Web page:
Are the roles one and the same? Many organisations currently transitioning from traditional Project Management to Agile Project Management are facing tough decisions as to whether there is no longer a need for the Project Manager role. Recently a known company employed a Scrum Master and fired a Project Manager on the understanding that a Scrum Master will lead and coach the Agile team. Agile delivery teams prefer to be led and coached as opposed to managed. Reason being much of the Agile way of working is based on teams being self-organized and collectively responsible for what they deliver.
Common Agile guides do not have the role of a project manager and in my personal view this is the right thinking because agile frameworks work well in operations and in projects, but the dilemma comes when using agile in projectized environments. What about the Project Manager’s role? Well, when you have a proper project management methodology in place then project manager’s role means that he or she has the authority to run the project on a day-to-day basis on behalf of the project board or steering committee within the constraints laid down by them. PRINCE2 methodology sees the role of a project manager as essential to protect necessary project governance specifically providing interfaces on project delivery, management and directing projects.
The project manager’s prime responsibility is to ensure that the project produces the required products or services within the specified tolerances of time, cost, quality, scope, risk and benefits. The project manager is also responsible for the project producing a result capable of achieving the benefits and value defined in the business case enshrined in the project charter or project brief.
The areas of role conflict or sticky points from Project Manager and Scrum Master are that project managers are generally associated with command and control style of leadership whilst a Scrum Master’s role is associated with coaching and leading agile teams. The fact that agile teams don’t want to be managed renders project manager’s command and control style of leadership incompatible with agile philosophy. Therefore, how do we strike a balance, because we need both?
What I mean is that we need agile teams primarily focussed on delivery and sprint goals ensuring after a sprint that deliverables are usable and can already bring benefits and value and at the same time we need a project manager to do integrated change control on a high level project scope baselines, high level risk management and resource prioritisation. Will a Scrum Master have time for that? Don’t get me wrong, I really appreciate and like both Project Manager and Scrum master roles, but I think that they are both necessary in agile project management and that they must be carefully mapped and aligned in order to have best practice agile project governance.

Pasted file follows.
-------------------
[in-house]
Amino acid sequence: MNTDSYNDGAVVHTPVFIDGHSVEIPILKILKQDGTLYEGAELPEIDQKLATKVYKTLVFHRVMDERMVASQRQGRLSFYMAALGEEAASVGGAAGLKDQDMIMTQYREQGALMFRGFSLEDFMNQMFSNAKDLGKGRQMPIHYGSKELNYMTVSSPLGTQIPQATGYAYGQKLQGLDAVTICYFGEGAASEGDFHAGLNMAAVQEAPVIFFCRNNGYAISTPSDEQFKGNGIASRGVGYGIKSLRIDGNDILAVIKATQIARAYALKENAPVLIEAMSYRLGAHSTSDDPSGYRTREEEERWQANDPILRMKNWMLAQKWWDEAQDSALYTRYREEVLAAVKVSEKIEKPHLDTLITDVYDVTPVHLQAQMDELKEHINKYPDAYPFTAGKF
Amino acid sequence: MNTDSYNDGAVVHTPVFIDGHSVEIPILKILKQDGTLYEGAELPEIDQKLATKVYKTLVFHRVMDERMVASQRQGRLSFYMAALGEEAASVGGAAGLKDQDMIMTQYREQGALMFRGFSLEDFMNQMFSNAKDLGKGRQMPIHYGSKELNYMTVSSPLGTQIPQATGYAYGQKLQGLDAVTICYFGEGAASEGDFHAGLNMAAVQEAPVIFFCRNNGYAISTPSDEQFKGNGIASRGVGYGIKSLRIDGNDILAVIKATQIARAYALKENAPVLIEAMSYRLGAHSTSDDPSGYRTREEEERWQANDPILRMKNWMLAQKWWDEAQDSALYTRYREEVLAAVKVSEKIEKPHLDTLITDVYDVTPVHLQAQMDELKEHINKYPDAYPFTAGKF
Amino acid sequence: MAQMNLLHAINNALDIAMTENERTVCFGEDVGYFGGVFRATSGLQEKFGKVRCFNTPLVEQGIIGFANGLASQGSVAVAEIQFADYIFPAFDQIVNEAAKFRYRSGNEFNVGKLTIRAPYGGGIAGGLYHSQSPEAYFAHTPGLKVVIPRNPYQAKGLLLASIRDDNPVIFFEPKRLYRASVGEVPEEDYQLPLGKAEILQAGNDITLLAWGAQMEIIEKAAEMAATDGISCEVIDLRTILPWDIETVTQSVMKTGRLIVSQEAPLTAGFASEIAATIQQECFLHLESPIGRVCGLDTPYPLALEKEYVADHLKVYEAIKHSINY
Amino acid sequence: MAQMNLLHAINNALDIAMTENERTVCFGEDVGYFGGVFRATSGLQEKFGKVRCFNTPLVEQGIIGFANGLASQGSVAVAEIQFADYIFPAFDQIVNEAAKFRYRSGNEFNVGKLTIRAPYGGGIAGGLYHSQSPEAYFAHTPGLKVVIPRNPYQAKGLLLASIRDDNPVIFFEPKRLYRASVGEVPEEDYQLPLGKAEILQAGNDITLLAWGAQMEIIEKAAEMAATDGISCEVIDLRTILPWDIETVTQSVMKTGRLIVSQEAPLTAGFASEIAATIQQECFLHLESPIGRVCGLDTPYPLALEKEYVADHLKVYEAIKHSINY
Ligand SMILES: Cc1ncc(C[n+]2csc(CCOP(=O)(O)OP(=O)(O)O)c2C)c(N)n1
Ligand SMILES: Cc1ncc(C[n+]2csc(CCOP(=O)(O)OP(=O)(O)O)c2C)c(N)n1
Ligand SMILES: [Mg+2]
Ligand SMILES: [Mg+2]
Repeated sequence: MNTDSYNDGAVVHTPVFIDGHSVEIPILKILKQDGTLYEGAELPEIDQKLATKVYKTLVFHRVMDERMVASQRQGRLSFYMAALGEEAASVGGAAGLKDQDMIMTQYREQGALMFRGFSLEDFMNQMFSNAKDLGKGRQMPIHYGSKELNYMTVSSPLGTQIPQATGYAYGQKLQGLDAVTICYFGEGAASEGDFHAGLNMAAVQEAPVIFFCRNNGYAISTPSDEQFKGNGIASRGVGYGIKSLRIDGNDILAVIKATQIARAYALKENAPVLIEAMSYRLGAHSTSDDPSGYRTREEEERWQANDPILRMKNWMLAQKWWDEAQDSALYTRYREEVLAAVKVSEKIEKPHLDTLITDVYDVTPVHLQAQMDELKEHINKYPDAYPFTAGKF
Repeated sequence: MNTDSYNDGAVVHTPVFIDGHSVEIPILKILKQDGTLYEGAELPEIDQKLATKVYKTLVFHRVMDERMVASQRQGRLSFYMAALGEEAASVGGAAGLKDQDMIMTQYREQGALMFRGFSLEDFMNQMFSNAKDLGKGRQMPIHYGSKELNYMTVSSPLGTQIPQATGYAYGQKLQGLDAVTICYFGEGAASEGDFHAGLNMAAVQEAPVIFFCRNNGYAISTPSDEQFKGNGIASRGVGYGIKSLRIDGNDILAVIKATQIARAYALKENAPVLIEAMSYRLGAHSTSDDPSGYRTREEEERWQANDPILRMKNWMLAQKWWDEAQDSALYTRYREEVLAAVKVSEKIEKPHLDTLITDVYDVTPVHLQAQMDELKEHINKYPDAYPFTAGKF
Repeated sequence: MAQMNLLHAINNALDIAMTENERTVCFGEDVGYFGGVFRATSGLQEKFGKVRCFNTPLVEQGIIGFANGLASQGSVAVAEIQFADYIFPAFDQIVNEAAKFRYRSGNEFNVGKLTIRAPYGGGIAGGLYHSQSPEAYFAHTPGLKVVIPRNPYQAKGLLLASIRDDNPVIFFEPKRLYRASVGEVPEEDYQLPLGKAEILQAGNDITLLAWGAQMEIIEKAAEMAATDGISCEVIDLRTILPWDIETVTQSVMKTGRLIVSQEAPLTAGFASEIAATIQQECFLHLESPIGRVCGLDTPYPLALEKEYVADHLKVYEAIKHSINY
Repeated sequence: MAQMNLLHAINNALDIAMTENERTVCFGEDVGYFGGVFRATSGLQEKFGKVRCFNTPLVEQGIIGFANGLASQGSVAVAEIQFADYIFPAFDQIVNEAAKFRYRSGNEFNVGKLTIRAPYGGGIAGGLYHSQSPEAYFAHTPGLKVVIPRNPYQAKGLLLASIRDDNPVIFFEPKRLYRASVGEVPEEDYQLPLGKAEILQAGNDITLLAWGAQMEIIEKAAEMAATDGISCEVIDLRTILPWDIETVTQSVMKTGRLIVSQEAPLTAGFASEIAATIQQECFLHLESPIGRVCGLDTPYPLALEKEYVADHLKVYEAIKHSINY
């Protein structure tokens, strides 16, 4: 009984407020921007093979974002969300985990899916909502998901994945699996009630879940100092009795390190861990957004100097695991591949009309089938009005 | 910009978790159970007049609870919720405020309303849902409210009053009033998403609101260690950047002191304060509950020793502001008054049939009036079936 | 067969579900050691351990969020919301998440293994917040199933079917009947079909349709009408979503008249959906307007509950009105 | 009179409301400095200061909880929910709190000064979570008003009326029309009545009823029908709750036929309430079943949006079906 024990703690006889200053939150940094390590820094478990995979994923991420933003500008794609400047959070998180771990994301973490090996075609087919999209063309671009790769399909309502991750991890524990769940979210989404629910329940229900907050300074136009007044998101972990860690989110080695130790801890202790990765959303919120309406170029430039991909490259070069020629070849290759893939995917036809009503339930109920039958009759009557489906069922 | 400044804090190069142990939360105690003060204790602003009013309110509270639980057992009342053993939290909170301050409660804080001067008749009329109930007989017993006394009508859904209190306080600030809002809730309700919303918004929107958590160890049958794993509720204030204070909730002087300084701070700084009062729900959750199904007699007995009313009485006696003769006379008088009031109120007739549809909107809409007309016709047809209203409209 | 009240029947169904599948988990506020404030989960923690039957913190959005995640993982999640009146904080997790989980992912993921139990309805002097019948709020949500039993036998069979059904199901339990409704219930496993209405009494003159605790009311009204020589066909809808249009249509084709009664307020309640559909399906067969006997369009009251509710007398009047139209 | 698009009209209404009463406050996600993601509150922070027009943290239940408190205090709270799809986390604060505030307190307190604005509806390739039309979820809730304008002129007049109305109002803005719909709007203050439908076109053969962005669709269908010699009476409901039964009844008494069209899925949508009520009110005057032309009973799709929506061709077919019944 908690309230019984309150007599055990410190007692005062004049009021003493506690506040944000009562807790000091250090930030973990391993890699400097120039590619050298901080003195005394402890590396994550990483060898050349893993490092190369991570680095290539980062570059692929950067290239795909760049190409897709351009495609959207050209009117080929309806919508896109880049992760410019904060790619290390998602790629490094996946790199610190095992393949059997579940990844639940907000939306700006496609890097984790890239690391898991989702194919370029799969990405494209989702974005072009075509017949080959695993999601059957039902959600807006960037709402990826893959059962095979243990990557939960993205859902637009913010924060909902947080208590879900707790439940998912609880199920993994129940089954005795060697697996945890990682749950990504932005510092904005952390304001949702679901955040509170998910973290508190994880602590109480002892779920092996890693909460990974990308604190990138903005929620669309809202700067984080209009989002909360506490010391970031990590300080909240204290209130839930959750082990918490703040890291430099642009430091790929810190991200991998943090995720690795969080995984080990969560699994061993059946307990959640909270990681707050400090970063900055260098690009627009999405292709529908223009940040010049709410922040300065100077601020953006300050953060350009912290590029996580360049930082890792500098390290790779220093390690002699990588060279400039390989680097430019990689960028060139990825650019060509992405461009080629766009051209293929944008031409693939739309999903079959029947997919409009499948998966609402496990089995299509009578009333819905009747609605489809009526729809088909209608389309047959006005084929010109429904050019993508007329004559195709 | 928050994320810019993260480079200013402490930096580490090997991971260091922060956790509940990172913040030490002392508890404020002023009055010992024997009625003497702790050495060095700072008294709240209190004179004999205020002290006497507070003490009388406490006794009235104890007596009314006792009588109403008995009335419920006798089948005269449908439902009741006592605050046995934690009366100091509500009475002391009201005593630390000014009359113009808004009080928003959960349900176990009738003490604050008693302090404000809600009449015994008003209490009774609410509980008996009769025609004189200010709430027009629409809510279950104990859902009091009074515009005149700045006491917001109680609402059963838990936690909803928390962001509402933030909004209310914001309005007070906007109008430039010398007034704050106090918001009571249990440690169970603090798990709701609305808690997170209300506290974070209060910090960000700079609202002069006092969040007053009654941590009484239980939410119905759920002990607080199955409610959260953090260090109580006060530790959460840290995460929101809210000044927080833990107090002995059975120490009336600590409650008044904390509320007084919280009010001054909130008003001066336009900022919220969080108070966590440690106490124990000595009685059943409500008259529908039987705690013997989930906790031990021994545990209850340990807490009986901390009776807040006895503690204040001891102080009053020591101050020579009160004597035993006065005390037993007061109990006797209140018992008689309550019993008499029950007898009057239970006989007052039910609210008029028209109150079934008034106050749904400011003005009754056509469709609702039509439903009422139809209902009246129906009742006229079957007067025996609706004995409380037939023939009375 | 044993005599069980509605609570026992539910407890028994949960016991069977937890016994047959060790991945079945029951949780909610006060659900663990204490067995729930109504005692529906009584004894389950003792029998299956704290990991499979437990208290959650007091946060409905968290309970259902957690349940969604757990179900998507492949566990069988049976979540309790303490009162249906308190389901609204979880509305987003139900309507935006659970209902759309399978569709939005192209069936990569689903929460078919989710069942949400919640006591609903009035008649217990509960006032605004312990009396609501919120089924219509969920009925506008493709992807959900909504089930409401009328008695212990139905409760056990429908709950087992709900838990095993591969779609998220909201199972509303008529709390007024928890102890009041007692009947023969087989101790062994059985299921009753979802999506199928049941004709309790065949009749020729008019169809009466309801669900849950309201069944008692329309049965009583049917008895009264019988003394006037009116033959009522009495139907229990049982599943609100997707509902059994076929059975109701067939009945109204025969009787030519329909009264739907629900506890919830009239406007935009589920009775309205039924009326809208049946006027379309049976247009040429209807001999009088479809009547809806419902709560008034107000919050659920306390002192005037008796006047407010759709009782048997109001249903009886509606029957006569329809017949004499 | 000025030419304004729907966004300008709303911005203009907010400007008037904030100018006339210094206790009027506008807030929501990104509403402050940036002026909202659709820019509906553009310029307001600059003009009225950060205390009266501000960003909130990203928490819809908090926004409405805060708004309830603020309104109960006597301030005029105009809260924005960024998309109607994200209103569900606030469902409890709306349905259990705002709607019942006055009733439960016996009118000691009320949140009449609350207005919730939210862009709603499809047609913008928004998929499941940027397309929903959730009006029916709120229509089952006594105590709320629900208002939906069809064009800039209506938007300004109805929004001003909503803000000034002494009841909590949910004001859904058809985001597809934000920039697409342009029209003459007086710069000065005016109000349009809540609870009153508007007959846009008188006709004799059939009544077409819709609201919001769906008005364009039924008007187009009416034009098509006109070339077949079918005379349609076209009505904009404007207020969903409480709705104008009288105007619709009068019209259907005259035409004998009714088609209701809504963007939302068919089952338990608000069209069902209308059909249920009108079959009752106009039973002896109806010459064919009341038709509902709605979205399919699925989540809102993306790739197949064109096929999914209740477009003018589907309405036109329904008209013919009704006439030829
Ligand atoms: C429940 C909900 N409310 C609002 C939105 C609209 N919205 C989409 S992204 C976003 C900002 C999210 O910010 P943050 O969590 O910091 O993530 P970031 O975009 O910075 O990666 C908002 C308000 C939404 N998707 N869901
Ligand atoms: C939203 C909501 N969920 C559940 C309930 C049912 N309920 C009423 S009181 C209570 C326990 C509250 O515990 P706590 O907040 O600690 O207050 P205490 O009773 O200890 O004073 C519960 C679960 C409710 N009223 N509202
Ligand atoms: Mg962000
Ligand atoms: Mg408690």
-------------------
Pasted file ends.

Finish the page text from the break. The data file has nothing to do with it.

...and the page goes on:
Organisations or companies, which have embedded and adopted a proven project management methodology, can already benefit by adding a project management team structure from PRINCE2 to the delivery-based roles of agile which creates a very powerful combination. In simple terms the synchronization between these two is quite straightforward in that PRINCE2 provides very little specific guidance at the delivery/technical level; similarly, the most common
Agile frameworks provide very little specific guidance with respect to the roles of project management and project governance/direction.
The advantage with which PRINCE2 method and agile can be blended together depends upon the nature of the work involved. As soon as a piece of work involves more than just a few people and is difficult (i.e. it needs to be run as a project), there is a requirement to have clearly defined roles and responsibilities so that the correct communication and decisions can be taken at the right time and at the appropriate level.
In conclusion, a prevalent mistake made by most organisations is to see working in a more agile way as the goal to be achieved, as opposed to seeing it as an enabler to help the organization achieve its strategic goals aligned to the strategic plan. Agile should be seen as a means to an end and not an end in itself and can be used in Business as Usual as well as in projects.
Organizations and individuals looking to use agile, or improve their agile, should understand the problems they are trying to solve, or the opportunities they are looking to leverage, before commencing on any transition to a new or different way of working. With respect to ‘traditional’ projects, there are many common problems that are encountered – such as delivering the final product late, being over budget, the solution containing defects or the solution not being what the customer was expecting. The best way is to provide teams involved in projects is by training and certification in project management best practices like PRINCE and PMP.
This article was written by Dr Laban Mwansa, PMP®, PRINCE2® Practitioner, P2Agile®, COBIT®, and ITIL®. Laban is trainer/coach in Agile, PMP®, PRINCE2® Practitioner, P2Agile® in South Africa, Zambia and Europe for many years. Laban is a part-time facilitator for Faculty Training Institute in their Project Management portfolio.
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